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Cardiovasc Surg. 2001 Apr;9(2):133-40.

Endovascular stenting of superficial femoral artery stenosis and occlusions: results and risk factor analysis.

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  • 1Department of Surgery, The University of Hong Kong Medical Centre, Queen Mary Hospital, 102 Pokfulam Road, Hong Kong, PR China.



To determine the early and midterm results of femoro-popliteal angioplasty with adjunctive stenting and to identify factors affecting early and continuing success.


Sixty-nine consecutive balloon angioplasty procedures on the superficial femoral artery (SFA) were performed in 60 limbs and 55 patients in the operating theater. Fifty-two percent of lesions were occlusions, and 87% involved the distal half or the whole segment of the SFA. Immediate endovascular stenting was used in all procedures, involving the placement of 105 stents, with a mean stented length of 13.8 cm. Twenty-nine procedures (43%) were performed for critical ischemia. Three-monthly duplex ultrasound was used for follow up assessment, with stenosis of > 50% defined as the endpoint for failure. The patient demographic and biochemical data, and procedural details were correlated with success criteria according to Society of Vascular Surgery standards.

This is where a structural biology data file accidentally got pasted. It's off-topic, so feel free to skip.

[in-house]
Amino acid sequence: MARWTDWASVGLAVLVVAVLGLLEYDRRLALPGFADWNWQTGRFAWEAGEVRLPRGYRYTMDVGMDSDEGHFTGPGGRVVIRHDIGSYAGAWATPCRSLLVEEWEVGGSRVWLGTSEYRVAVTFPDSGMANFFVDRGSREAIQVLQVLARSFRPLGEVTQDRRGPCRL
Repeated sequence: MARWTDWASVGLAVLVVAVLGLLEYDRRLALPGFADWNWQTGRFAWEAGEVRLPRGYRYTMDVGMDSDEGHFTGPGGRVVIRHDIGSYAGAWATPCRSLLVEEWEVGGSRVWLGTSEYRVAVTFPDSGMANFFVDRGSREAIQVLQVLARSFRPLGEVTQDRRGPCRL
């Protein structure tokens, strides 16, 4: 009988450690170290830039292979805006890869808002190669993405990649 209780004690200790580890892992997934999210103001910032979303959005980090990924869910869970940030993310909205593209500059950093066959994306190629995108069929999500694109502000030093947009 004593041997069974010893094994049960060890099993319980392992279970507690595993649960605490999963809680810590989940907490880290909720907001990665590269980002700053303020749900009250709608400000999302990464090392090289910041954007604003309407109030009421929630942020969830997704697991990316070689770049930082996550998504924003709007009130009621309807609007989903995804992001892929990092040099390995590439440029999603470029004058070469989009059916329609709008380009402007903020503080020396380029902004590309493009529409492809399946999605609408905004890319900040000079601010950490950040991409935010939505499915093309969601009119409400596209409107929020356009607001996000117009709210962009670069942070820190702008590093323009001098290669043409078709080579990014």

Initial technical success by intent to treat was 92%, with four procedure-related complications and no deaths. Initial success by anatomic, hemodynamic and clinical criteria were 98.3, 96.7 and 93.3% respectively (92.2, 90.6 and 87.5% by intent to treat). Cumulative primary patency at 6, 12, and 24 months was 73.1, 62.6 and 53.8%, and secondary patency 84.9, 72.1 and 72.1% correspondingly. Significant factors relating to inferior patency were occlusions, stented segment length > 10 cm, procedure in claudicants, and the use of the Memotherm stent.


Angioplasty and stenting of the superficial femoral artery has acceptable primary and secondary patency rates even in the presence of long stenosis and occlusions. A duplex surveillance program is recommended for early detection and timely treatment of restenosis.

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